According to the poll published in the daily newspaper – the Royal Gazette- the One Bermuda Alliance (OBA) holds a double-digit lead over the ruling Progressive Labour Party (PLP) .
The faltering economy will certainly be on the minds of most people when they cast their ballots, according to the poll, which suggests a high turnout by the more than 40,000 registered voters among the island’s 65,000 residents could be on the cards.
The PLP, which swept the now defunct United Bermuda Party (UBP) from power in 1998, is seeking a fourth term in office but does so against a backdrop of continuing gang violence, rising unemployment — now up to 10 per cent, according to new government statistics — a shrinking expatriate population and a national debt which has ballooned to US$1.4 billion as the island struggles to get out of a four-year recession.
A leading local investment advisory firm, Anchor Investment Management, predicts the island will remain in recession through 2013.
While more than two-thirds of voters believe the economy is the most important issue facing Bermuda, more than half of them think it is heading in the wrong direction.
According to the poll, the OBA is seen as the party best able to bring about an economic recovery, despite the fact it is contesting its first general election.
Former Bermuda Sun editor Tom Vesey, now a columnist for the bi-weekly newspaper, said: “It seems clear to me that anti-PLP sentiment is stronger than it was at the last election.”
The Gazette poll put the OBA 13 points ahead of the PLP. The poll showed Premier and Finance Minister Paula Cox with only a 34 per cent favourability rating, third behind rival Craig Cannonier, the leader of the OBA, who got 48 per cent, and Michael Dunkley, his deputy, who had a 51 per cent favourability rating among voters.
Cannonier, a businessman who only arrived on the political scene since the last election five years ago, previously led the short-lived Bermuda Democratic Alliance, which merged with most members of the UBP who quit the party to help form the OBA in May last year. Cannonier became Opposition Leader when he won a seat in the House of Assembly 12 months ago.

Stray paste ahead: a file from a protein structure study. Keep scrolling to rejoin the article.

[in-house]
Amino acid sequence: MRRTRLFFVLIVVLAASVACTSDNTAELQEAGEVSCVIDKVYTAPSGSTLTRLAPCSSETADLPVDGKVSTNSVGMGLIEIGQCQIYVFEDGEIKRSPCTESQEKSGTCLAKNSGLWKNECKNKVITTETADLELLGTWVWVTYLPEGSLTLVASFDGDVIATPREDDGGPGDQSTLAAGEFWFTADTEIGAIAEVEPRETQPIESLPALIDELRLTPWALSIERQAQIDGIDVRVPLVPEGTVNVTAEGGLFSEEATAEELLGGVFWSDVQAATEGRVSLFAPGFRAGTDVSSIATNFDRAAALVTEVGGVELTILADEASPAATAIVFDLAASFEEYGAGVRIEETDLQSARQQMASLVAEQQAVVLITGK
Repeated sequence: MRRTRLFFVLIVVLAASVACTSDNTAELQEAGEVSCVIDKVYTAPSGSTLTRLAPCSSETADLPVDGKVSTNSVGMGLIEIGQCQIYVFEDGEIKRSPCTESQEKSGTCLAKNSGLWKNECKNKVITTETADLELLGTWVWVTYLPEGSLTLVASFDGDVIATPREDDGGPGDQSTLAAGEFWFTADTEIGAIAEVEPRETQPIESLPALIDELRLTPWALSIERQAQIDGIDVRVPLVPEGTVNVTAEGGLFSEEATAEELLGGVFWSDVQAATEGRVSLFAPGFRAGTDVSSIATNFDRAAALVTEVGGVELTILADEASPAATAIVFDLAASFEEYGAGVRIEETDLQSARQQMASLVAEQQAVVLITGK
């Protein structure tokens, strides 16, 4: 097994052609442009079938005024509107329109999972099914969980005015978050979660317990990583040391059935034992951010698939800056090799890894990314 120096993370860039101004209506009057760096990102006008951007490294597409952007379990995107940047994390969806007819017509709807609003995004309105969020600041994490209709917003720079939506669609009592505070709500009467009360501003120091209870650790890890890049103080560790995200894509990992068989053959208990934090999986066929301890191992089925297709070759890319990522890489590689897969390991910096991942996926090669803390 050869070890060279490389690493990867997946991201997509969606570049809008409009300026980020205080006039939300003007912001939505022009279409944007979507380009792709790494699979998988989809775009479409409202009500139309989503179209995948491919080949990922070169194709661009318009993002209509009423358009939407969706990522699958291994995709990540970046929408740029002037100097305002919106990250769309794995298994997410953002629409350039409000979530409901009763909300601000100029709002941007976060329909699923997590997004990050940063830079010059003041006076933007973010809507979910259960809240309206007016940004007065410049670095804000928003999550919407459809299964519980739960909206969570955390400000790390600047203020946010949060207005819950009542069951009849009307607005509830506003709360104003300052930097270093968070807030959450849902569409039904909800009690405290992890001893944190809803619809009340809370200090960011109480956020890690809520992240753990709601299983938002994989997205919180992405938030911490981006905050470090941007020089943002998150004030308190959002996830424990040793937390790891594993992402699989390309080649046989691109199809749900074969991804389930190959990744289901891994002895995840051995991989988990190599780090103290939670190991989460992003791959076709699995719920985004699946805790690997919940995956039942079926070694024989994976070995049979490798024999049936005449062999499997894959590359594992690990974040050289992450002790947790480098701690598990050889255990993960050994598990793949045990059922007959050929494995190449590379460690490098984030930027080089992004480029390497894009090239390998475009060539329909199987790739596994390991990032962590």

“It’s time for all of us to believe in a better Bermuda,” he said.
Cox fared better in the poll than her deputy, Derrick Burgess, who had a 23 per cent rating, and former UBP leader Kim Swan, who scored 26 percent.
Swan is one 15 independent candidates — a record since the introduction of party politics here 44 years ago — who have thrown their hat in the ring against a full slate of candidates from the main parties. Going into the election, the PLP has 24 seats in the House, two more than it held 2007. Nine of the OBA’s candidates won seats for the UBP last time.
Some pundits believe it could be a hung parliament with one or two independents holding the balance of power.
David Petty, who is running as an independent in Pembroke South West, has also predicted a close race. “When there is a close election, the power of an independent probably goes to the other end of the scale. They may be the people who effectively decide which party will be in government.
“I don’t believe that either of the parties will win this election — I believe it will depend on the independents and whichever party defines itself as the most effective to govern the island will take power” he said.
Both main parties have also promised to create more jobs.
Cox, the fourth PLP Premier since the party’s 1998 victory, which ended 30 years of unbroken UBP rule, told a press conference: “We’ve gone through the worst global economic crisis since the Great Depression, but in times like these, we need leaders that have a heart for the people and who truly care about Bermudians like you.
“The PLP may not be perfect – no one is. We are all human. But, what we have done is stand strong for our people and delivers real results that even our opponents are now praising.”
Shadow Finance Minister Bob Richards said: “Simply promising that the government will grow ‘thousands of jobs’, as the Premier has said, is not a plan.
“The bitter reality in Bermuda today is that people are living the government plan – with more than 10,000 Bermudians either unemployed or under-employed and nearly 40 per cent of our young people (16-24) without a job.
“By contrast, the One Bermuda Alliance has released a comprehensive ‘jobs and economic turnaround plan’ to create 2,000 jobs and restore confidence and opportunity to our troubled economy.”
Environmentalist Stuart Hayward, who 23 years ago was the last MP to win a seat at a general election as an independent, said of the PLP: “They’ve had their chances through three elections to get it right and, too often, they’ve got it wrong. The time is right now for the PLP to have a break, to reflect, rethink and regroup. A little time on the backbenches could restore humility while we patch up the mess they’ve made of Bermuda.”
Meanwhile, only hours before the Bermudians head to the polls, the parties continued to exchange barbs with the PLP accusing the 19-month-old OBA of ducking debates and the opposition accusing government of spending more time attacking the OBA than fixing pressing economic problems.
Former Premiers Dr Ewart Brown, Alex Scott and Dame Jennifer Smith were among the guests at the PLP’s final rally on Saturday, which saw the party’s 11 central candidates take the stage to thumping music before a sea of green-wearing supporters.
“Send a message on Monday,” said Brown, who was Premier between 2006 and 2010.
Monday’s general election, will features 87 candidates vying for 36 seats in the House of Assembly in this British Overseas Territory.
(Re-printed from Caribbean360)